Nowadays, Clive Cox is best known as a Group One-winning trainer based at Beechwood Stables in Lambourn, Berkshire, to which he moved in May, 2000. However, his career in racing began, as a scrawny teenager, when he became apprentice jockey to Peter Cundell, based in the village of Compton on the Berkshire Downs, in the early Eighties. That said, his career as a Flat jockey did not last long and yielded just two winners, one in 1981 and another in 1982, before his burgeoning weight forced him to review his options.

The enforced switch to National Hunt racing did his riding career no harm. After a brief, but successful, spell as conditional jockey to Somerset trainer Stuart Pattermore, Cox returned to Lambourn and joined then-fledgling handler Oliver Sherwood in a similar capacity. He won on his first ride for his new employer, Sacred Path, at Warwick in November, 1984.

Just over three years later, in April, 1988, Sacred Path would also provide Cox with his one and only ride in the Grand National. A confirmed mudlark, Sacred Path had returned from over a year off the course, due to injury, to win the Crudwell Challenge Cup at Warwick in March. Saddled with the minimum weight of ten stone at Aintree and with conditions turning in his favour, after a torrential downpour, Sacred Path was the subject of a public gamble, which forced his price down from 14/1 to 17/2 favourite at the ‘off’. Sadly, while the eight-year-old jumped the first fence well enough, he crumpled on landing and fell.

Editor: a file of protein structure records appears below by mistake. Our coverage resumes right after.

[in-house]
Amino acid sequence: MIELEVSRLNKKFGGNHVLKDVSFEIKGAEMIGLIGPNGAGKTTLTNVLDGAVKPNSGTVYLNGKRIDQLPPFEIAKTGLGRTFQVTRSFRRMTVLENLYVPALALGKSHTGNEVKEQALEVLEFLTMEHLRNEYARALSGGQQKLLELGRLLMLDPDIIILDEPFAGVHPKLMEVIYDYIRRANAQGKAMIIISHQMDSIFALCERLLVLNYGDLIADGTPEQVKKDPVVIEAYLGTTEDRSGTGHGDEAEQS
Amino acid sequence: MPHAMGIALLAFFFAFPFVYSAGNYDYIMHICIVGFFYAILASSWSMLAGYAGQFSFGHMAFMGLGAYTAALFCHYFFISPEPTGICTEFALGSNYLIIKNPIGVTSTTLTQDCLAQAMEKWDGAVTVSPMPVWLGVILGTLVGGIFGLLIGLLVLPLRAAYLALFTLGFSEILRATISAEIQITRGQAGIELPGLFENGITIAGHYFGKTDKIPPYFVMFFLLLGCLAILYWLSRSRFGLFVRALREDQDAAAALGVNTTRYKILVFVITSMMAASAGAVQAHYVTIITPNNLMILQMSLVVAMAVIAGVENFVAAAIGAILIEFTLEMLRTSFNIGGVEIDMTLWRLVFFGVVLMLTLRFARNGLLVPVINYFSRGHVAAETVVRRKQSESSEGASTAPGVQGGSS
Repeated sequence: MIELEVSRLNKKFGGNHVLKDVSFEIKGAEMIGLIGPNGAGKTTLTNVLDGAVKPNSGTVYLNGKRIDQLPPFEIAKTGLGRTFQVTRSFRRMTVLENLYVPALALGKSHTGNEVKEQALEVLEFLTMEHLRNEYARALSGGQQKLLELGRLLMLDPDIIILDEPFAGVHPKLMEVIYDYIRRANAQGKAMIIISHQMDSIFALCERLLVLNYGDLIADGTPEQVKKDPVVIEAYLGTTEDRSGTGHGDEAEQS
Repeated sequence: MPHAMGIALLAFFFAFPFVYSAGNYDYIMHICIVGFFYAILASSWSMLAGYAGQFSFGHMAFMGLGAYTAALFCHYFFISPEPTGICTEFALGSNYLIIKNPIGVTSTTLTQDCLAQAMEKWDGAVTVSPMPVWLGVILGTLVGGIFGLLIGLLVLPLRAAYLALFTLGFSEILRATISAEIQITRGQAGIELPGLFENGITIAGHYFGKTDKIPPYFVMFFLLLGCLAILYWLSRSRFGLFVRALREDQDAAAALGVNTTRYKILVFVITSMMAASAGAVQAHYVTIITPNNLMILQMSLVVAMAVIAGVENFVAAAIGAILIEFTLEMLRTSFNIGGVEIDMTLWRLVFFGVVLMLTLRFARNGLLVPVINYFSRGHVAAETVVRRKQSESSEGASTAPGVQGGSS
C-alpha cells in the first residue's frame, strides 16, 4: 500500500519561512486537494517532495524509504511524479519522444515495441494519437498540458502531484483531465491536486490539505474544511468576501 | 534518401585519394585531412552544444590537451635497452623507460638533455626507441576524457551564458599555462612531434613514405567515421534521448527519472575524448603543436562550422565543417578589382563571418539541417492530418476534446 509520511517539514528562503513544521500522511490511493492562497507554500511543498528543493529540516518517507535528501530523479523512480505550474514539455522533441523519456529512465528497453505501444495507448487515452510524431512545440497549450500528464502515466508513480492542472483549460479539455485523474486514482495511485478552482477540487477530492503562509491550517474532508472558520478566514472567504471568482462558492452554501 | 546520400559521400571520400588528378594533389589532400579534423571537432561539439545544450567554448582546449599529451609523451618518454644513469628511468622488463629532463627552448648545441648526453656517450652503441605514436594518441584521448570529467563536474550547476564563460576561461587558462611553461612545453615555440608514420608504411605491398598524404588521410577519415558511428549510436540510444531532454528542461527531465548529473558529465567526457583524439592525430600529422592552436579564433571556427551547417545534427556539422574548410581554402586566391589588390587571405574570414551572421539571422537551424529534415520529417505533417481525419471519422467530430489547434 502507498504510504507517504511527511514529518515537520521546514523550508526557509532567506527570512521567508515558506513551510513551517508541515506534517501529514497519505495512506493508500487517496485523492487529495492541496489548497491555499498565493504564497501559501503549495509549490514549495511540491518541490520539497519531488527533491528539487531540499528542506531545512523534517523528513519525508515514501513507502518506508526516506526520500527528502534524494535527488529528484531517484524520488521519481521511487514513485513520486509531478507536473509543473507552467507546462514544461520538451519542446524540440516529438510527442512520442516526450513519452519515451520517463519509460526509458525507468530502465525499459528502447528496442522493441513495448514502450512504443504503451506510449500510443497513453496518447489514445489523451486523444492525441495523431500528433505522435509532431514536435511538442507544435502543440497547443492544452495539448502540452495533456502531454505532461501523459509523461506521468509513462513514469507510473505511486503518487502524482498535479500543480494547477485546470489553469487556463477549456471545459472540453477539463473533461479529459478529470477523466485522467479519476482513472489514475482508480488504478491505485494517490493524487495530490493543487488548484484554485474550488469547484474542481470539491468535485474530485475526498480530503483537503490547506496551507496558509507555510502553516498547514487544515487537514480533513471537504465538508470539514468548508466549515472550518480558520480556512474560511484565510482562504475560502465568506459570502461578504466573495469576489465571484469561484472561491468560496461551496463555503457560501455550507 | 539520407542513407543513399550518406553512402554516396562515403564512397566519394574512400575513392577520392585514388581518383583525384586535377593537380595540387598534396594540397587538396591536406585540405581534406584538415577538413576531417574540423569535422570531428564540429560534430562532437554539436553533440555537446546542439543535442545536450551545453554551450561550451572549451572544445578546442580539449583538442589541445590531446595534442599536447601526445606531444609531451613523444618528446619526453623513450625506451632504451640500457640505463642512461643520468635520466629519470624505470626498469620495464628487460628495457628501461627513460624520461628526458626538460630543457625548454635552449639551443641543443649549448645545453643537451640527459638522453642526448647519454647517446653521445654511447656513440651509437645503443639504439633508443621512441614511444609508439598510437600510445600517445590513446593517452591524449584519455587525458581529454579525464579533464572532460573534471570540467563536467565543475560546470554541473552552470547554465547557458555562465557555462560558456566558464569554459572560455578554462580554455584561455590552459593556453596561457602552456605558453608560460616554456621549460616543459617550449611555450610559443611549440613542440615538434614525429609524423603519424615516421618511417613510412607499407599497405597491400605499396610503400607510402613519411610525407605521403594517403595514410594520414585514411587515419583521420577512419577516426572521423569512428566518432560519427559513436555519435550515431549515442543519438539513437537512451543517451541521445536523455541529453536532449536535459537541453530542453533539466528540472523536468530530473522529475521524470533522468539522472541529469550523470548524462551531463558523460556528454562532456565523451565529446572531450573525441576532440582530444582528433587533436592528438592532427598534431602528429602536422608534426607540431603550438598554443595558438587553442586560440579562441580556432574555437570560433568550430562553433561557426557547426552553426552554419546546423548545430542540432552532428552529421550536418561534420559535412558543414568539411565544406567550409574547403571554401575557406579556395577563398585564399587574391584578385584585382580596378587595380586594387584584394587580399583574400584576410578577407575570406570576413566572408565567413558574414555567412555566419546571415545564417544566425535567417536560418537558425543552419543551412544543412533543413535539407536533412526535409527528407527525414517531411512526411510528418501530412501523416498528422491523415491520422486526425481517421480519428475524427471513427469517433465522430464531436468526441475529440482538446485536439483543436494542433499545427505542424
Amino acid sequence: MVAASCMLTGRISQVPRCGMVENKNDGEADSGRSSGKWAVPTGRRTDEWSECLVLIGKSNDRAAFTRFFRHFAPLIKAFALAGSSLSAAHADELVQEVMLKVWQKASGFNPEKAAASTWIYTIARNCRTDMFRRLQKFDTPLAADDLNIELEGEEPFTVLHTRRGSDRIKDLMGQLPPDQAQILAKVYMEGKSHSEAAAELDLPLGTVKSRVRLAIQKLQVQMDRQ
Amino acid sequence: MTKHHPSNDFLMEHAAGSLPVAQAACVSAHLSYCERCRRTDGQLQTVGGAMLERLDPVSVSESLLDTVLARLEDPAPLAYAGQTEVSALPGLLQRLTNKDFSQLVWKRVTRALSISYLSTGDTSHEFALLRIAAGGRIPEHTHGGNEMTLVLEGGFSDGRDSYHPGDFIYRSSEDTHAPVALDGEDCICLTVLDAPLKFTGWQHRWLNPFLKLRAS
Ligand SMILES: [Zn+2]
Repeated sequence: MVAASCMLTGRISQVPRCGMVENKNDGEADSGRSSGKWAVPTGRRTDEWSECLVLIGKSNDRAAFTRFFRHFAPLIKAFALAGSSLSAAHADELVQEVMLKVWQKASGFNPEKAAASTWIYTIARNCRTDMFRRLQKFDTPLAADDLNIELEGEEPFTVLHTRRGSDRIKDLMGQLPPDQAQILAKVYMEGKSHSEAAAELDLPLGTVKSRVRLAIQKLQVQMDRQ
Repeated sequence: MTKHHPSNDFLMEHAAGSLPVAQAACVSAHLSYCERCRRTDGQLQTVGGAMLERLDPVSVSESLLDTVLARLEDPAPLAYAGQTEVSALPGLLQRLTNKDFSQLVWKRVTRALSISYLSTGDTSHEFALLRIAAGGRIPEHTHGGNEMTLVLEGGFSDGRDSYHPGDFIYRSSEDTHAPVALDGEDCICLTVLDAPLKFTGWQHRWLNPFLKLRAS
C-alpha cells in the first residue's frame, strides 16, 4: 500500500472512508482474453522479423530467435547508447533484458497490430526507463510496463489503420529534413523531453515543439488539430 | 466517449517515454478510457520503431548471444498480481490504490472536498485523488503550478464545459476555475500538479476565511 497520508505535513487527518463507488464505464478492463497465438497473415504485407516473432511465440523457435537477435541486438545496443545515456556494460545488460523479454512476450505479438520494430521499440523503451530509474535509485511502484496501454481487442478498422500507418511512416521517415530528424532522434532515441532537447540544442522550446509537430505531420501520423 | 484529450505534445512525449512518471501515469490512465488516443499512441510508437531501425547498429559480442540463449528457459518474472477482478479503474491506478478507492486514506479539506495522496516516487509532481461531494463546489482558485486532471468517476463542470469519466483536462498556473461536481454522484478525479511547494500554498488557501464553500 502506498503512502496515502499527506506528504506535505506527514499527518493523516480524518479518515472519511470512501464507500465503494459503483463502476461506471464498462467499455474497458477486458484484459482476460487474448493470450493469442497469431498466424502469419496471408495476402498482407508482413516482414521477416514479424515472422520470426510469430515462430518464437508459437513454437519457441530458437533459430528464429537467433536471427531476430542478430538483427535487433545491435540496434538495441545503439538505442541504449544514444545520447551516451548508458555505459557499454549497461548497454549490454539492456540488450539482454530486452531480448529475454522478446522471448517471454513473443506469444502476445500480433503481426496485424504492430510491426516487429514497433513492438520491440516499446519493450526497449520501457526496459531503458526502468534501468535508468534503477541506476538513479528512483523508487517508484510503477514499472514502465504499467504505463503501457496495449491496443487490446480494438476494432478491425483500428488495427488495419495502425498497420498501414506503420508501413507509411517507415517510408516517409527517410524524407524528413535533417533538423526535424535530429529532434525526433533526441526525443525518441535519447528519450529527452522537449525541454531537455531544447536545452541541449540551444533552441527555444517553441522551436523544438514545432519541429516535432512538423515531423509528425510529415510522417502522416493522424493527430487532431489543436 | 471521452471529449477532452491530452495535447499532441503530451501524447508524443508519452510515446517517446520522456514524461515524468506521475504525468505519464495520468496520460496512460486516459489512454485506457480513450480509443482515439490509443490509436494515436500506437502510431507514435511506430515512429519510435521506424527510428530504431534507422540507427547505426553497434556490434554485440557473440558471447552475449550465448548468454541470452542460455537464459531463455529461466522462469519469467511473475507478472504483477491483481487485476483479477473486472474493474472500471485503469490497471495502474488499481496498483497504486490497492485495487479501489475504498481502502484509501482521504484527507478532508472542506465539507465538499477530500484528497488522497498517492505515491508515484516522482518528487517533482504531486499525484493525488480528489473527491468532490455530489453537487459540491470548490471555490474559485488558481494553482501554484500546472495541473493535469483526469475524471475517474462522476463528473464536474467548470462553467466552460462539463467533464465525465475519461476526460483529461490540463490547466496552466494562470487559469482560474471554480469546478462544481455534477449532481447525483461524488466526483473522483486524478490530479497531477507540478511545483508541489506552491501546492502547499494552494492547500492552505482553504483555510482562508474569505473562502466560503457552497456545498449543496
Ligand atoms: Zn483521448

All told, Cox rode just shy of a hundred winners and recorded his highest seasonal tally, 33, in the 1985/86 season. Indeed, in 1985 he won the Frogmore Chase at Ascot on Admiral’s Cup, trained by Fred Winter and, in 1986, the Mares Hurdle at Newbury on Atrabates, trained by Oliver Sherwood. Nevertheless, by 1988, his riding career was already in sharp decline and by the time he rode his last winner, at Newton Abbott in March, 1990, he had already taken out a public training licence.

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